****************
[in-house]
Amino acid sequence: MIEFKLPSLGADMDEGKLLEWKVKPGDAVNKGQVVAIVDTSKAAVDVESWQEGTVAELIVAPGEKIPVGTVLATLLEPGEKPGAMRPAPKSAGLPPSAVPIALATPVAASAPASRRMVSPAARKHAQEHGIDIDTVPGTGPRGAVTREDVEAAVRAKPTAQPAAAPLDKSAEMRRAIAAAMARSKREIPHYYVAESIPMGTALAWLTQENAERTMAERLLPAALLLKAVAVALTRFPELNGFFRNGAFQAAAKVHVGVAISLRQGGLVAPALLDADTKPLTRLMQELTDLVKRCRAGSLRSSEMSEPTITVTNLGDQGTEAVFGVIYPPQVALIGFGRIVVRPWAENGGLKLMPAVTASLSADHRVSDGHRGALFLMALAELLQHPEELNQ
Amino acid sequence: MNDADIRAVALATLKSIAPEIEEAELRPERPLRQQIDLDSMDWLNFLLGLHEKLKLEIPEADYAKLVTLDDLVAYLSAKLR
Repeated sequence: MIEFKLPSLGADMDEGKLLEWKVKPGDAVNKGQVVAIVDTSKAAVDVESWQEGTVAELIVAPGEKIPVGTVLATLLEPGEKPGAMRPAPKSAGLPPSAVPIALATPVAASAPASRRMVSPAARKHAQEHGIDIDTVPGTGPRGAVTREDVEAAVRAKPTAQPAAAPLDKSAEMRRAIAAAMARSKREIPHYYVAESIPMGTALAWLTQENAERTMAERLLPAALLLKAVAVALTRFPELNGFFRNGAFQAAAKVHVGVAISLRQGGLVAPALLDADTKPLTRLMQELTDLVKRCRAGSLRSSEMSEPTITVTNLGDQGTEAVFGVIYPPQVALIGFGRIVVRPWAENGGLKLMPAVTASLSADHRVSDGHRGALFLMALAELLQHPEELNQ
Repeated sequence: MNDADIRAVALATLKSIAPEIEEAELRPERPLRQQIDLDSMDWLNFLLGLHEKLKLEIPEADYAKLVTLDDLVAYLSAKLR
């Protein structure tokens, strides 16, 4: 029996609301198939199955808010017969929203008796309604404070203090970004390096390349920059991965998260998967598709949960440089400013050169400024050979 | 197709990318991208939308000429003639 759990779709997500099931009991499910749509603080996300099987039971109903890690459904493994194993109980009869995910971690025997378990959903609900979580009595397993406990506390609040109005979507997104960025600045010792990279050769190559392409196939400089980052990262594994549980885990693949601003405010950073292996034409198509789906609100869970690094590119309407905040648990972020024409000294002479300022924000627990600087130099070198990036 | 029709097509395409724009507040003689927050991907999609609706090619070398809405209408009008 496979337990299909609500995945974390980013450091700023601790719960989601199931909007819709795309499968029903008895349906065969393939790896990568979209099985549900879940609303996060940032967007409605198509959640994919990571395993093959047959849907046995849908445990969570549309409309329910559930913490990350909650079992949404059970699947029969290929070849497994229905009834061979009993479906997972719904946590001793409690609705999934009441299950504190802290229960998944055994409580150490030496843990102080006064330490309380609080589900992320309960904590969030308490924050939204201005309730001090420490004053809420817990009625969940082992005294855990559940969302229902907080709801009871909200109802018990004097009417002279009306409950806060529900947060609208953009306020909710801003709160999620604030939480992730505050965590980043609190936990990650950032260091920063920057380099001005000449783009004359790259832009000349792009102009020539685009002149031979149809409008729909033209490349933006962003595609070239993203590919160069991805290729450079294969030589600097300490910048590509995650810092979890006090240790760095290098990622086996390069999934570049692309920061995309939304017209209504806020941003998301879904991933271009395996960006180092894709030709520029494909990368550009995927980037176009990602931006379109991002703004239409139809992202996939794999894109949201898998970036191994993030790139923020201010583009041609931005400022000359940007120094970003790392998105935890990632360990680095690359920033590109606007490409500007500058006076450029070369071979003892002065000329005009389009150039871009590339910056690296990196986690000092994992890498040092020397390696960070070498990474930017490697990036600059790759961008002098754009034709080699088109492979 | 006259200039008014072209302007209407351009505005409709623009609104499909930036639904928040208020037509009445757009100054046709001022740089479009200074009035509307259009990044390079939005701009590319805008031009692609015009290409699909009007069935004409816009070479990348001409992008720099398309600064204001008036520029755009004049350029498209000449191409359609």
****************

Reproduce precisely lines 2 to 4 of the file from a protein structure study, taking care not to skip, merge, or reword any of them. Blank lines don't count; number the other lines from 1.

Amino acid sequence: MIEFKLPSLGADMDEGKLLEWKVKPGDAVNKGQVVAIVDTSKAAVDVESWQEGTVAELIVAPGEKIPVGTVLATLLEPGEKPGAMRPAPKSAGLPPSAVPIALATPVAASAPASRRMVSPAARKHAQEHGIDIDTVPGTGPRGAVTREDVEAAVRAKPTAQPAAAPLDKSAEMRRAIAAAMARSKREIPHYYVAESIPMGTALAWLTQENAERTMAERLLPAALLLKAVAVALTRFPELNGFFRNGAFQAAAKVHVGVAISLRQGGLVAPALLDADTKPLTRLMQELTDLVKRCRAGSLRSSEMSEPTITVTNLGDQGTEAVFGVIYPPQVALIGFGRIVVRPWAENGGLKLMPAVTASLSADHRVSDGHRGALFLMALAELLQHPEELNQ
Amino acid sequence: MNDADIRAVALATLKSIAPEIEEAELRPERPLRQQIDLDSMDWLNFLLGLHEKLKLEIPEADYAKLVTLDDLVAYLSAKLR
Repeated sequence: MIEFKLPSLGADMDEGKLLEWKVKPGDAVNKGQVVAIVDTSKAAVDVESWQEGTVAELIVAPGEKIPVGTVLATLLEPGEKPGAMRPAPKSAGLPPSAVPIALATPVAASAPASRRMVSPAARKHAQEHGIDIDTVPGTGPRGAVTREDVEAAVRAKPTAQPAAAPLDKSAEMRRAIAAAMARSKREIPHYYVAESIPMGTALAWLTQENAERTMAERLLPAALLLKAVAVALTRFPELNGFFRNGAFQAAAKVHVGVAISLRQGGLVAPALLDADTKPLTRLMQELTDLVKRCRAGSLRSSEMSEPTITVTNLGDQGTEAVFGVIYPPQVALIGFGRIVVRPWAENGGLKLMPAVTASLSADHRVSDGHRGALFLMALAELLQHPEELNQ